One dozen Sedalians lose weight, improve health, inspire community

December 7, 2012

in Local


Healthy U participant Bob Satnan said he was ‘tired of being tired, and tired of watching life go by while I was just sitting’ and needed a change in lifestyle. Credit: MU Cooperative Media Group

By Phil Leslie, senior information specialist, University of Missouri Cooperative Media Group

The season of good will, happiness and cheer is here once again. So too is the season of overindulgence, frequent snacking and high calorie intake.

As a counterpoint to this high-consumption regimen, a special group of people in Sedalia has dedicated the past year to fighting a common affliction: excess weight. At the same time, they want to serve as inspirational examples of healthy lifestyle changes for fellow community members facing the same problem.

To overcome long-held habits of excessive eating and infrequent exercise, this dedicated dozen joined a new 12-month program last January—Healthy U—designed by the Pettis County Healthy Living Action Group, a local network concerned with promoting healthy lifestyles. HLAG includes Bothwell Regional Health Center, University of Missouri Extension, Katy Trail Community Health and several other Pettis County groups.

Healthy U encourages participants to adopt balanced diets and reverse sedentary habits, said Megan Webb, MU Extension nutrition and health education specialist. It also requires them to share their experiences—challenges, triumphs and revelations—with the community through news media interviews, blogs, civic club talks and community events.

Sarah Nail (right), Healthy U coach and program developer, registers progress for her students during the weekly weigh-in that starts each class. Credit: MU Cooperative Media Group

“The idea is not just to impact the 12 students, but for them to influence the community,” said Webb, who also serves as a counselor and coach for Healthy U students. “It’s inspiring for the community to see the progress they’re making.”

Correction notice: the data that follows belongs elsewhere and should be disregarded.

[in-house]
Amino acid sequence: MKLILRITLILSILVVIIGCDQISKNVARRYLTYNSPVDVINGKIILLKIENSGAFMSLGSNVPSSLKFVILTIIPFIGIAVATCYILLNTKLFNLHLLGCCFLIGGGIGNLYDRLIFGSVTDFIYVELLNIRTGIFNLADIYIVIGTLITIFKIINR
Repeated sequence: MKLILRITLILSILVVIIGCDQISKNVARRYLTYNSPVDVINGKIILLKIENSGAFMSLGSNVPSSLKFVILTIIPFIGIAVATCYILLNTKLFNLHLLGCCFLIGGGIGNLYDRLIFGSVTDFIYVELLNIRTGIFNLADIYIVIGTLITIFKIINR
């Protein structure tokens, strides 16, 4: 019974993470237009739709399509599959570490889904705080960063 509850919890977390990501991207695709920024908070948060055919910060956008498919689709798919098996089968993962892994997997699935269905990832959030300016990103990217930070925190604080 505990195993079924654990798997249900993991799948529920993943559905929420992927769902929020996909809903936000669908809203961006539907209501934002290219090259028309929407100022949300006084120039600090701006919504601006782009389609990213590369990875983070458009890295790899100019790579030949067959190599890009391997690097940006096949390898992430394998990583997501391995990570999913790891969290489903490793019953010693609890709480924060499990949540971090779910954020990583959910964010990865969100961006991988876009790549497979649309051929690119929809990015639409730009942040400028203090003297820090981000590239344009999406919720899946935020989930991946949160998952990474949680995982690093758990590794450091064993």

In addition to its ultimate health benefits, the program also is designed as a competition, with a prize valued at $1,200 going to the Healthy U student losing the highest percentage of weight, according to Sarah Nail, HLAG chair and Healthy U program developer. Healthy U selected the 12 participants a year ago from a pool of more than 142 Pettis County applicants. Another group of community participants is competing separately for a similar prize.

“One of the things we’re really looking for with our 12 Healthy U students is that they are representative of our community so that everybody can potentially identify with one of them,” said Nail, who also serves as community outreach coordinator for BRHC.

Megan Webb (left), Healthy U coach from MU Extension, leads Healthy U students through one of many exercises during class. Credit: MU Cooperative Media Group.

After nearly a year of weekly meetings and continual dedication to improving eating habits and increasing exercise, the Healthy U dozen is seeing goals become reality. All have dropped weight, some approaching losses of nearly 100 pounds.

“I just got tired of being tired, and tired of watching life go by while I was just sitting,” said Healthy U student Bob Satnan, editor of the Sedalia Democrat. “My daughter is a senior this year and my son is in eighth grade. It dawned on me that if I didn’t do something I might not see either one of them graduate.

“It’s a lifestyle change. This about getting myself to a weight that’s manageable.”

Another Healthy U student, high school teacher Alicia Maggert, is proud that she and her comrades serve as examples for others: “I can stand up here and tell you all the right things…how many calories to eat, how many pounds to lose every week, what exercises to do…but at the end of the day it’s not a matter of what you say. It’s what you do.”

Members of the Healthy U class of 2012 graduate Jan. 3, 2013. “They plan to continue healthy eating habits and lifestyle practices,” said MU Extension’s Webb. “That same day a new group of 12 starts its yearlong trek to improved health.”

A video of this story is available online at:

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